Emily Sears is a L.A.-based model originally from Australia. Like most models, she regularly shares snaps of her photo shoots and selfies on social media, which has built her a big following of fans.
Over the years, Emily's been open to talking to her 2.3 million fans. But there was one thing that kept landing in her inbox that was becoming a problem: unsolicited dick pics.
"I usually receive at least one or two dick pics per day, at minimum," Emily told BuzzFeed News. "It's just been consistently happening for so long. I became absolutely fed up with these kinds of disturbing and disgusting messages and comments online."
So one day, she decided to do something about it: let the girlfriends of the men sending the nude photos know how their partner was behaving online.
Emily was not alone: Her friend Laura, a DJ also based in L.A., says she has also been sent unsolicited nude photos for years across Facebook, Twitter, and Instagram.
"I think the first time I decided to contact a girlfriend was probably close to two years ago when I opened my Instagram inbox to yet another dick pic with an explicit caption about wanting to fuck me from some random guy I'd never spoken to," Laura told BuzzFeed News.
"I wrote back, telling him that his behavior was terrible, and he replied with a string of sexual slurs and abuse, and kept calling me a slut."
When Laura clicked on the profile of the man to block him, she noticed almost every photo he had posted was with his girlfriend, and was described in captions by his girlfriend as "the best boyfriend ever!"
"I guess I felt really sad for her," Laura said. "So I sent her a message with a screenshot of our conversation telling her that I was really sorry, but I thought she deserved to know how her boyfriend was behaving towards other women.
"I know if the roles were reversed and it was my boyfriend sending that shit out, I would want to know."
The pair have made it a regular thing: Click on the men's profiles, see if they have a partner, and send a message. Sometimes they take a screengrab of the wife's or girlfriend's profile and send it back to the men.
"We send the photos as a reminder for them to have respect for women," Emily said. "I think it provides an accountability that people seem to lose online; being behind a screen gives people a false sense of anonymity."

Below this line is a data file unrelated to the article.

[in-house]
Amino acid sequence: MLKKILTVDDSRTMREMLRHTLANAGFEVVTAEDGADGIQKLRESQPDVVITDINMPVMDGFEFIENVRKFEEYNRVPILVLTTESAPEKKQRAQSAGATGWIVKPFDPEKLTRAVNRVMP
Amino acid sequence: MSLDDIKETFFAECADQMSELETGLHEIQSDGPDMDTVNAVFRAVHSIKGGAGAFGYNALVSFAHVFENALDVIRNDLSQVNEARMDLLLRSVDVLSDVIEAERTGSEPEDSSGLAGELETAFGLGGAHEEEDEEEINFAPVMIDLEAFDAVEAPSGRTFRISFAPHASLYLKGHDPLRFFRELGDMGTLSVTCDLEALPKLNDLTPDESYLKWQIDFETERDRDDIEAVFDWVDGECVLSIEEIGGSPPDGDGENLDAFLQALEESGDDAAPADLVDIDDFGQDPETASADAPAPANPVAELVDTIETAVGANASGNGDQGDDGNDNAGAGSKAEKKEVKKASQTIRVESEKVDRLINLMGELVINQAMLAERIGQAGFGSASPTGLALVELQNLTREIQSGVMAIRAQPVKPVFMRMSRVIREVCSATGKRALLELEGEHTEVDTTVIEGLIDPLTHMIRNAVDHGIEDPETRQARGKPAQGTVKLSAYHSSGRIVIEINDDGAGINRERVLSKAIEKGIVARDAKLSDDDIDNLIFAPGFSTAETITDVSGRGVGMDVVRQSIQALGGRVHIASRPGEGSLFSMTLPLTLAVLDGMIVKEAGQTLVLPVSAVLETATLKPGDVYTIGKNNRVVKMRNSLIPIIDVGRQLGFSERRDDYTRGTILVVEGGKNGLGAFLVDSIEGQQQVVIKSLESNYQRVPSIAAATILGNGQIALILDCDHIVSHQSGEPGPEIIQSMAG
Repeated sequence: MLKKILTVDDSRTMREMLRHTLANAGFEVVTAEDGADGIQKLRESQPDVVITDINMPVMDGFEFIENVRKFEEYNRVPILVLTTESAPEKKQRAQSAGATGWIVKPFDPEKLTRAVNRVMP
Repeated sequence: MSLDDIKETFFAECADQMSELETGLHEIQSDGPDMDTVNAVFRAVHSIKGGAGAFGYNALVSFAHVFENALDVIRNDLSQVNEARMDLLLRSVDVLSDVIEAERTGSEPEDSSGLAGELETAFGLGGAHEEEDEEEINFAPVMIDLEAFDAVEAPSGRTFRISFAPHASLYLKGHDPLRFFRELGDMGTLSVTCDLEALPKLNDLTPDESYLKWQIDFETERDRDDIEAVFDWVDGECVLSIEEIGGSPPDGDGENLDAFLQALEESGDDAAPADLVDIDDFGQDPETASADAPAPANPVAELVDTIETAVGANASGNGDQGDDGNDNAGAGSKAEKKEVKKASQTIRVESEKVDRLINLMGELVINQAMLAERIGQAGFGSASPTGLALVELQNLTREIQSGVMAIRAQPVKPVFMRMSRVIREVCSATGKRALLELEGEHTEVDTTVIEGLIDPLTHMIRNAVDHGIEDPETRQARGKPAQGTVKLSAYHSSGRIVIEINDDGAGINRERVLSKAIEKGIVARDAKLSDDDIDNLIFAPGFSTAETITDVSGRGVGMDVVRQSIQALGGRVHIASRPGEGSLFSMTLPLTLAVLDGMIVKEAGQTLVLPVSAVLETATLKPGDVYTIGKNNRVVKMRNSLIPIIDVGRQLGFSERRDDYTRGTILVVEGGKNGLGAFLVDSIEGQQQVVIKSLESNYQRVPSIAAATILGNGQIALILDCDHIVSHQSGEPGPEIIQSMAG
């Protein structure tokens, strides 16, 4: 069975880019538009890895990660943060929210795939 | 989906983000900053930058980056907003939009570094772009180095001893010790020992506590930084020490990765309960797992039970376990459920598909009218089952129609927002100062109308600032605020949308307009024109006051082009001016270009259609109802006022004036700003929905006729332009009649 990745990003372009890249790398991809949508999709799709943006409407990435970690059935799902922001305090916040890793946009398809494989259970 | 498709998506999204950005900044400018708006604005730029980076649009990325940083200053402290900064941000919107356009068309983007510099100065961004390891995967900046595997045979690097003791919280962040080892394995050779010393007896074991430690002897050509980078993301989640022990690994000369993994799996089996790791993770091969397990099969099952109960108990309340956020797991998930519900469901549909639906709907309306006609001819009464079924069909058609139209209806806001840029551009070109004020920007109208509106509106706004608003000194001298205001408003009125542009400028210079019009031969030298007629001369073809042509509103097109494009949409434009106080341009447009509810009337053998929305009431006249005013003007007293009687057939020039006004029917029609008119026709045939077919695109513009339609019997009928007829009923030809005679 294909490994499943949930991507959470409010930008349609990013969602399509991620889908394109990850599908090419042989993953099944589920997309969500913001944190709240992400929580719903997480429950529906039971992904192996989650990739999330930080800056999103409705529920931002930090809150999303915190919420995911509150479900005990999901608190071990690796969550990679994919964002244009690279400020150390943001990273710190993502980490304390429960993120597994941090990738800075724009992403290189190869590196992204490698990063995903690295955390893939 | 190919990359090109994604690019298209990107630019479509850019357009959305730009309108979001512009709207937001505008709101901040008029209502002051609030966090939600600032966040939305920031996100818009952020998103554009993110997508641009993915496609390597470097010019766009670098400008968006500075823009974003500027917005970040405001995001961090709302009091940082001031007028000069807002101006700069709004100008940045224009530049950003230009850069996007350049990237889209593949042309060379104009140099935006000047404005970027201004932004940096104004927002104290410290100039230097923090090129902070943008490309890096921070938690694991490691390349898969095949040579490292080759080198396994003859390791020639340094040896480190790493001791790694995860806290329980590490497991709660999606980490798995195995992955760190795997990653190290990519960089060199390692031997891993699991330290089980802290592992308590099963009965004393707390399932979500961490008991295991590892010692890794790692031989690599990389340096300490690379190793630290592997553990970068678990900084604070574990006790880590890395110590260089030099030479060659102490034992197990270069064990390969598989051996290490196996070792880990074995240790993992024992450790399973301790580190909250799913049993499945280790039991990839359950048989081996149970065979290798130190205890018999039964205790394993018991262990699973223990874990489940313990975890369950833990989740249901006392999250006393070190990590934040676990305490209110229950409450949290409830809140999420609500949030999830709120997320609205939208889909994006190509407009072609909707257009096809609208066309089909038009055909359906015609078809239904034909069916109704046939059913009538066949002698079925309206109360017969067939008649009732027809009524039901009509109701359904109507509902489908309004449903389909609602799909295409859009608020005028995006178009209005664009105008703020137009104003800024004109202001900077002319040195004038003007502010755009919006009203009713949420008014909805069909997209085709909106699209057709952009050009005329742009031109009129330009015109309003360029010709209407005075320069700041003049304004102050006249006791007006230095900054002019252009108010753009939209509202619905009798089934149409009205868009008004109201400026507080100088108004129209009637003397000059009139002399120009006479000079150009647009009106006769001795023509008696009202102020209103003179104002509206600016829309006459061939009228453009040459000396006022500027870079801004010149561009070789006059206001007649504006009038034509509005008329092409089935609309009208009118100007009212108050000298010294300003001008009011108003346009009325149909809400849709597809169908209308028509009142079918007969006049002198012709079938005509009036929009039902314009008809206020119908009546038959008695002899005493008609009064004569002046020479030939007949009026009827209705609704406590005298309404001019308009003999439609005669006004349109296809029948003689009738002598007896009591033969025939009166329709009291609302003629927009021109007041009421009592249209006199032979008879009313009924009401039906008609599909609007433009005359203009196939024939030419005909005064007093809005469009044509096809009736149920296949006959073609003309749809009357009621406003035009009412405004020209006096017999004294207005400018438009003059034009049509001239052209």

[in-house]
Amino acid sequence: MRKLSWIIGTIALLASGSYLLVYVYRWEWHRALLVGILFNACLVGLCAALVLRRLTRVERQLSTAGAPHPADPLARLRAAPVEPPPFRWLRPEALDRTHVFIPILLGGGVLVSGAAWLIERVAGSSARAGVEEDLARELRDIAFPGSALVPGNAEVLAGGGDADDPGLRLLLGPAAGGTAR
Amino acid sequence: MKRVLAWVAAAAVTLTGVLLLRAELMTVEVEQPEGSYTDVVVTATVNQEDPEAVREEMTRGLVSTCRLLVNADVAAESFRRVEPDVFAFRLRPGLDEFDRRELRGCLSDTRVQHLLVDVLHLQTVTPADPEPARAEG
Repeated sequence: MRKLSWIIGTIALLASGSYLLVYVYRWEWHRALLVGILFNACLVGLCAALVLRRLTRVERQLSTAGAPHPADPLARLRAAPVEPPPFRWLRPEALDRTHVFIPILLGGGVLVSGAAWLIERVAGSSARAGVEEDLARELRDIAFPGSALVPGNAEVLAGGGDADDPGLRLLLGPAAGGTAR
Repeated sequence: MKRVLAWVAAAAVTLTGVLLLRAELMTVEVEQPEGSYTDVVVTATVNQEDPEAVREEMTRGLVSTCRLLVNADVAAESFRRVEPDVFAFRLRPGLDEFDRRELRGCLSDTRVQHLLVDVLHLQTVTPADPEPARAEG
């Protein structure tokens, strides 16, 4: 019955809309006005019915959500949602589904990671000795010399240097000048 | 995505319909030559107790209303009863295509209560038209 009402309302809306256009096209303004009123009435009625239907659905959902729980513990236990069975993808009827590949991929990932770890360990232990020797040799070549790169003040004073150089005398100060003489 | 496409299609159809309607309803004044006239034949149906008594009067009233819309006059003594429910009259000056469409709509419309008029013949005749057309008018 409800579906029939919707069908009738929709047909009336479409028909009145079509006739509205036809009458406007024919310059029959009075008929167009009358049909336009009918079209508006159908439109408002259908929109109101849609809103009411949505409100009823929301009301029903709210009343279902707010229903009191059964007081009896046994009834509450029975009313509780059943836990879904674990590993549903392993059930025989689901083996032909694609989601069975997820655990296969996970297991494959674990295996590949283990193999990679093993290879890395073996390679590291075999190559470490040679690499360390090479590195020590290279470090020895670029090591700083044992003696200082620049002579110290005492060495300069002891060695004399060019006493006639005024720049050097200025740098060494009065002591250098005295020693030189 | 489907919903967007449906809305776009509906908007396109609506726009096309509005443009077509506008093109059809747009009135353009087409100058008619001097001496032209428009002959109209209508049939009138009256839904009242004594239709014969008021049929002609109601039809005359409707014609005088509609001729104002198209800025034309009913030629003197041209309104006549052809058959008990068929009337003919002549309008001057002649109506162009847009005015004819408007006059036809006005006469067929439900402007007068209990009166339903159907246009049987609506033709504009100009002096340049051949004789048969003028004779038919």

"I have noticed since posting my responses as a warning that the number has been significantly lower. I think my followers are slowly getting the message."
The pair don't always hear a response back from the girlfriends or wives. However, when they contact the men with photos of their partners' profile page, the reaction is usually a "panicked apology."
"Their apologies always seem fake," Emily said. "Sometime they try and say their friend stole their phone, and that it wasn't them. I don't believe they're sorry so much as they're sorry you're putting them on blast."
Many people have thanked the women for raising awareness of a "what's really happening" to women online, not just models with fan bases.
"This isn't just happening to models with a big followings," Emily said. "It's happening when women are online dating and denying matches with men. It can happen to any woman online, just like it can happen to any woman walking down the street."
Emily and Laura say it is "undeniable" that online harassment, such as being on the receiving end of unsolicited nude photos and videos, is a prevalent problem for women.
They say they want to use their platform to draw more attention to the issue, and believe by sharing the screengrabs, they are helping show people that "women aren't making this stuff up."
"I actually find it really absurd that men are still sending unsolicited dick pics to women considering how much dialogue there has been about how much we don't like it and how inappropriate it is," Laura told BuzzFeed.
"I've never heard a woman say, 'Really? I love opening my inbox to dick pics from random guys! It totally makes me want to have sex with them!' And yet, they're still doing it with an alarming frequency."
Despite the support from many women online, Emily says it's not always easy to be vocal about the problem.
"I get messages from men who say we're 'sluts who are asking for it', which can get pretty overwhelming," Emily said. "But I truly believe its a huge social problem reflecting the attitude many men have towards women and I want to keep trying to fight against it."
The two women told BuzzFeed News they will continue to "hold people accountable", and are encouraging other women to take the same action if it ever happens to them, too.
"I think the best thing to do is to just keep the dialogue happening," Emily said. "We have to keep telling the guys why what they're doing is wrong. I'm pretty sure when a guy sends me a dick pic and I respond with a screenshot of his girlfriend's Facebook and a message that says, 'How is your girlfriend gonna feel when she sees how you treat women?' they're probably not gonna do it again any time soon."
Rossalyn Warren is a senior reporter for BuzzFeed News and is based in London.
Contact Rossalyn Warren at firstname.lastname@example.org.
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